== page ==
If yes, then go, just go. Pass quietly by. On second thoughts, stay, you may correct something I didn’t explain properly. Memory is a funny thing.
A certain theory, by a certain man, in a certain paper/book/ journal, which I can’t be bothered to name now, postulates that there existed a center of learning, of great and uncommon knowledge such as could be found nowhere else, in Egypt, and that the Egyptians were masters of the arcane arts and sciences, and that they routinely practiced things that we would nowadays call black magic, and voodoo, and sorcery. A notable example is Moses.
Moses was a Hebrew, an Israelite by birth, but an Egyptian by training. The Bible records that the boy Moses was wet-nursed by his own mother, for a fee (paid by Pharaoh’s daughter), and that when he grew (probably past the nursing /sucking bobi stage) his mother brought him to Pharaoh’s daughter, and he became her son. Thus the boy was brought up in the palace like any other Egyptian prince or palace kid. (Exodus 2vs10).
Jump with me to verse 19, where Moses was identified as an Egyptian by the daughters of Jethro, the Priest of Midian. Okay. Fast forward a bit to chapter 4, in verse 3 to , where God instructed Moses to throw down his rod, and it became a snake. Got that? Good. Now come, let’s go to chapter 7, verse 10, where Moses and Aaron are with Pharaoh. It goes on to say that Pharaoh, in response, called the wise men, and the sorcerers, and they did likewise. Aaron’s own rod-snake swallowed their rod-snakes, a clear example of God’s superiority, but that’s not all. Further down in verse 20, Moses turned water to blood. The Egyptian sorcerers also did likewise. Chapter 8 records Moses conjuring up frogs from the bodies of water, but guess what? The magicians also did. The point. These magicians could do these things. The dividing line was their inability to replicate the flies.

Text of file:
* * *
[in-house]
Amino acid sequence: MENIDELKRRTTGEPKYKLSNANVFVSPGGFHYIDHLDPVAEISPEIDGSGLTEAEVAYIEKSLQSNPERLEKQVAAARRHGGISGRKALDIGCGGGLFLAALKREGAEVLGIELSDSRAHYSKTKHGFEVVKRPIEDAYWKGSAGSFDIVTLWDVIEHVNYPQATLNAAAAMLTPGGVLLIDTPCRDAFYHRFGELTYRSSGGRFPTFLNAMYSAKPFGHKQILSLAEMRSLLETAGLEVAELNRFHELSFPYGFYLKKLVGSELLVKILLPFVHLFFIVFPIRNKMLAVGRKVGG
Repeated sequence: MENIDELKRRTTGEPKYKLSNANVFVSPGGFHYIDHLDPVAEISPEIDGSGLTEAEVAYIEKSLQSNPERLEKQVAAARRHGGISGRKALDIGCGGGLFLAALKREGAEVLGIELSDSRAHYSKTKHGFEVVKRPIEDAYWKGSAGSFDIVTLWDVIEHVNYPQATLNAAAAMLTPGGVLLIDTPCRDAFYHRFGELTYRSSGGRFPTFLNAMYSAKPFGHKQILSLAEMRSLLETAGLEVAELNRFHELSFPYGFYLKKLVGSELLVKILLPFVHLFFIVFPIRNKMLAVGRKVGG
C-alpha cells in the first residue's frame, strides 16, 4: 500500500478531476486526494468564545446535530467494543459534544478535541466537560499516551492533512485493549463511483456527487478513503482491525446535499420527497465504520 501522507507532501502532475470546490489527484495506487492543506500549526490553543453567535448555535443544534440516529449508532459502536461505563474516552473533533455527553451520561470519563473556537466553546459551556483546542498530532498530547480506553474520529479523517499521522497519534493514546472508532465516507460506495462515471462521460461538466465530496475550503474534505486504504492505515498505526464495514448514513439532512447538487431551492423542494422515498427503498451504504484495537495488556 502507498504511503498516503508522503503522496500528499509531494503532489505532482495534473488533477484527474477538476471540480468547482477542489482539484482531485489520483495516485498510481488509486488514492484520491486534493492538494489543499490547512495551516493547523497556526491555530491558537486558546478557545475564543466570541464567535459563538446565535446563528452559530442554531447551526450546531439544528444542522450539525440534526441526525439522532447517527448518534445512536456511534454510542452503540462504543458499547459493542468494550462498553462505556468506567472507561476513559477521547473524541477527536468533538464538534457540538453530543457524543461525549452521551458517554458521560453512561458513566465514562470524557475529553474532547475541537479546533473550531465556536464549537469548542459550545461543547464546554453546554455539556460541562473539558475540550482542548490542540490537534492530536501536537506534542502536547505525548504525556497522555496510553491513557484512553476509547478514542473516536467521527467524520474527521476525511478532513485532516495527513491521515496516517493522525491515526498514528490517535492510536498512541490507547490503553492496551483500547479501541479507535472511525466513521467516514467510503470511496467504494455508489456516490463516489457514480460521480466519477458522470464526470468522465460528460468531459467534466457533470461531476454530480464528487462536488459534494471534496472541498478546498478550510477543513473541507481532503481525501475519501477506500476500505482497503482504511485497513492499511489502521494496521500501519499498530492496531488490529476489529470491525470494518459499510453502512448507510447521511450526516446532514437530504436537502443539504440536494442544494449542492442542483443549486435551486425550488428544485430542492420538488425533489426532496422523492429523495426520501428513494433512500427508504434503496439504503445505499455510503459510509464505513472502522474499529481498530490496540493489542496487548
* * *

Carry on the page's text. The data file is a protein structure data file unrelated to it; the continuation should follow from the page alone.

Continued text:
Also, history records that Jesus and his Family went to Egypt, and it is interesting at this point to note that the Gospels are inconclusive about the age of Jesus at the time of the return from Egypt. . Matthew is indeterminate (read Chapter 2) Mark is silent, Luke is also vague, and John omits any mention of Jesus’ growing years. This theory also holds that Jesus spent a significant portion of his childhood in Egypt, and goes on to say he may have even studied at the EMS, given his strong affinity for centres of learning and spiritual enlightenment, since the next mention of the boy Jesus’ age is of his getting left behind at the temple, when he was twelve.
What am I saying? Read, brother, sister, read. Pursue knowledge. I was talking to a group of artists I was training, and I was bothered by the sheer number of “I don’t know”s I got as responses to my questions. All of them, down to the last one, had blackberry smartphones, capable of Google search!
Do you live in Lagos? Are you on the mainland? Then Come, let us have fun, discuss books, read, and rub minds while chewing on some wonderfully tasty roast turkey.
The venue is the Bar Enclave, 1, Adebola Adeleye Street, off Coker road, Ilupeju. The date is the last sunday of the month, and yes, it’s powered by Mainland Book Cafe. I will be there, what’s your excuse?
Ikechukwu Nwaogu is a writer, occasional poet, and playwright who lives and hustles in Lagos. An avid lover of books, reading, and poetry. He blogs at www.inkspilla.wordpress.com and tweets via @eyekaywizard[/color-box]